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International environmental organizations call on Japan to stop buying illegal timber

WASHINGTON, D.C. - A group of 16 environmental organizations are today calling on Japan to put in place stronger measures to stop the trade in illegal timber. Writing in an open letter to two Japanese trade associations, the group cites evidence that Japanese companies are importing timber from Samling Global, a company involved in illegal logging in Malaysian Borneo.

According to evidence compiled by an independent investigator in 2009 and 2010, Japan’s largest supplier of timber, the Malaysia-based multinational Samling Global, was involved with systematic illegal logging in and outside of its concessions in Sarawak, Malaysian Borneo. The research found that the company has been logging undersized and protected trees; illegally in a National Park; without legally-required Environmental Impact Assessments; and in excess of limits. The Malaysian Auditor-General also previously found evidence of illegalities in Samling’s forests.

The evidence compiled was recorded in a report for the Ethical Council of Norway’s Pension Fund Global and led to the Council’s divestment from Samling in 2010. However, Japanese sourcing practices have yet to change. The open letter, addressed to Japan’s major wood trade associations, criticizes the recognition by the Japanese government of logs ‘legally verified’ from these areas by Sarawak government procedures. The letter calls upon Japanese companies “to cease sourcing from Samling Global until the company is able to independently demonstrate legal compliance in its concessions,” and to work with the Japanese government to develop stronger measures against trade in illegal timber.

“Japanese companies are the largest buyers of Samling’s Sarawak logs and plywood,” said Andrea Johnson, a non-profit expert in illegal logging at the Environmental Investigation Agency. “They may not be aware of the activities occurring ‘behind’ the stamp of legality, which is why we sent a letter to the representative industry organizations.” Johnson noted that Japan currently lags behind the U.S., Europe and soon Australia with no law or effective system to prevent illegal wood products from entering into the country.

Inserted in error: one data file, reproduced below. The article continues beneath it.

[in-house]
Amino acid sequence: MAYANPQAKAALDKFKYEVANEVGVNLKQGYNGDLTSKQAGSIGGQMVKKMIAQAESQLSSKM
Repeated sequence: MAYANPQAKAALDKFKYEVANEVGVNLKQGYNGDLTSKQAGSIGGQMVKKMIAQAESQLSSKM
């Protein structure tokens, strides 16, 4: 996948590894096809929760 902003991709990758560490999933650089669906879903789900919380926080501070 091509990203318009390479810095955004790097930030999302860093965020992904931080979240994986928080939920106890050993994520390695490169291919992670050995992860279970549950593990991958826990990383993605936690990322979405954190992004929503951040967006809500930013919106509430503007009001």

“Samling’s Sarawak timber is not the only risky wood entering Japan’s markets,” added Junichi Mishiba of Friends of the Earth Japan, highlighting that the country imports substantially from natural forests in Russia, Malaysia, Indonesia and Australia among others. “We urge Japan’s industry and government to close the doors to illegal wood and support ethical forest management. Japanese consumers don’t want to be party to forest crime.”


Notes to editors:

Organizations signing the open letter: Environmental Investigation Agency (US and UK), Global Witness (UK), Humane Society International (Australia), Rainforest Action Network (US and Japan), Rainforest Foundation Norway, Climate Justice Programme (Australia), Forests for the World (Denmark), Friends of the Earth (US), Friends of the Earth (Japan), Japan Tropical Forest Action Network, The Sloth Club (Japan), HUTAN Group (Japan), Sarawak Campaign Committee (Japan), Greenpeace Japan.

Associations to whom the letter was sent: Japan Lumber Importers’ Association (JLIA), Japan Federation of Wood-Industry Associations, Japan Plywood Manufacturers’ Association, Japan Plywood Wholesalers Association, Japan Laminated Wood Products Association, Japan Office and Institutional Furniture Association, Japan Federation of Fancy Veneer and Plywood Manufacturers Association (ZENTENREN), International Development Association of the Furniture Industry of Japan.

According to the Earthsight report on which the Norwegian Pension Fund Ethical Council’s recommendation was based, field research and satellite image analysis in 2009 and 2010 also found that Samling’s operations in the Baram River basin included logging outside concession boundaries and in prohibited steep slope and riverine buffer areas within concessions.

In a recent independent assessment by the think-tank Chatham House, Japan was ranked last of five consumer countries in its efforts to tackle the problem of illegal logging.

For more information:

Chatham House, Illegal Logging and Related Trade: Indicators of the Global Response, 2010.

Norwegian Pension Fund Ethical Council recommendation, 22nd Feb 2010, at

Letter to Japanese Timber Associations (Japanese and English)

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